4) Have your thoughts more dark or negative? Our brains rely on a delicate balance of chemicals and processes. Alcohol is a depressant, which means it can disrupt that balance, affecting how we feel for days after drinking, but also our mental health in the longer term. This is partly down to ‘neurotransmitters’, chemicals that help to transmit signals from one nerve (or neuron) in the brain to another. The relaxed feeling you might experience if you have an alcoholic drink is due to the chemical changes alcohol has caused in your brain. But then things take a nosedive. A few days later you may notice that you are experiencing more feelings of anger and frustration than usual, but this is no coincidence. Similar to its impact on anxiety, not only can alcohol worsen depression, it can actually cause it too. Check out this short video on alcohol’s effects on the brain.
5) Is alcohol (or food) the first thing you turn to when stressed? This is only a habit and, as we all know, habits can be changed. It is common for people to use alcohol as a coping strategy, or a way to ‘switch off’, but the truth is that it doesn’t actually work well in this way (see above). Also, if an individual repeatedly turns to alcohol when their mood deteriorates, they miss out on the opportunity of discovering other, more effective, ways of dealing with unpleasant moods. Learning new ways to cope – such as turning to exercise or learning ways to relax that don’t involve food or alcohol – can make us stronger, healthier and happier in the long term.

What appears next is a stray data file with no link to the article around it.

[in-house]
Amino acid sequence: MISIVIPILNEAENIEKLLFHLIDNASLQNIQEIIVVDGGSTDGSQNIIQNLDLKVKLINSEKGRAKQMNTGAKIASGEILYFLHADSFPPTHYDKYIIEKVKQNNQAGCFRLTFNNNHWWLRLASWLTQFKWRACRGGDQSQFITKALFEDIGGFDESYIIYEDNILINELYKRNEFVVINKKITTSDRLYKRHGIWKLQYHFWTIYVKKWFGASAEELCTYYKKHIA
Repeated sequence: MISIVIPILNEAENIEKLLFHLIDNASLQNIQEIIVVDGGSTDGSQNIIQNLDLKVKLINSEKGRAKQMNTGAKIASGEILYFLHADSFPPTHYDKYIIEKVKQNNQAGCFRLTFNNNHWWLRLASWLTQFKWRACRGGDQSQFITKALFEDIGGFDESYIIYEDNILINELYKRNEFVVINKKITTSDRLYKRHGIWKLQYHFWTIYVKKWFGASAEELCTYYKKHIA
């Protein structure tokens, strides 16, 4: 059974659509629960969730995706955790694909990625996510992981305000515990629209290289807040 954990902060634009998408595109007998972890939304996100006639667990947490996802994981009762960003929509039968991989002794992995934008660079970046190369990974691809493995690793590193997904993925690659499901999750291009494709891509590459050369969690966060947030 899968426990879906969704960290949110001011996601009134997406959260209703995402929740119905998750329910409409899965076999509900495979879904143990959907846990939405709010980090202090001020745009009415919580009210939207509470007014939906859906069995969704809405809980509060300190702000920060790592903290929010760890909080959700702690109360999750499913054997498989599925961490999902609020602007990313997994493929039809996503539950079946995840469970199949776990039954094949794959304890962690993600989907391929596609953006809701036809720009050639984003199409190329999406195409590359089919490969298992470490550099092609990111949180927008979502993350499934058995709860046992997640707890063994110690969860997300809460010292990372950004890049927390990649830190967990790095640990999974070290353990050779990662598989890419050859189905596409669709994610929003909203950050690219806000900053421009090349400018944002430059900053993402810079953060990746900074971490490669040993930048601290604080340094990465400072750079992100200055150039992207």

6) Are you experiencing disheartening weight loss results? The empty calories and bloating effects of alcohol can mean that frequent drinking can lead to disappointing weight loss results. But that’s not the only reason. Research shows that drinking alcohol can also increase your appetite for high-calorie foods. We know that this is due to the fact that alcohol stimulates the hunger hormone called ghrelin (leading to the ‘munchies’). According to an Appetite journal study, people who drank only half a shot of alcohol (20 grams worth) experiencing more cravings and ate 11 per cent more than those who abstained. Think of the result when you have four, five or six drinks, given that this study was based on having just half a drink. Last, but certainly not least, you should realise that when you consume alcohol, your body uses ethanol for energy, not other sources, like fat. If you ditch the alcohol, your body will burn carbs first and, when those are in short supply, it will turn to the fat around your belly – worth abstaining for!
A takeaway…if you reduce your alcohol intake (or give up entirely), you will not only find your mood and weight loss results improve, but you will also benefit from the following;
- Better skin
- Improved hydration levels (with increased energy and ability to exercise)
- Reduced risk of cancers (particularly of the mouth, liver, breast, colon and rectum)
- Improved heart health and reduced risk of stroke, nerve damage and high cholesterol
- Improved sex life
What to Do Next
If you’re concerned that your alcohol intake could be impacting your mood and/or weight loss attempts, try tracking the following in your daily diary: the day and time you drank, what you drank and how much, the situation you were in, your mood at the time, and your mood afterwards. Just observing your patterns will give you more information about what is going on and then you can choose whether you want to do something about it. If you’re still not sure if alcohol is adding or subtracting from your life, then take a look at our pros and cons around drinking here.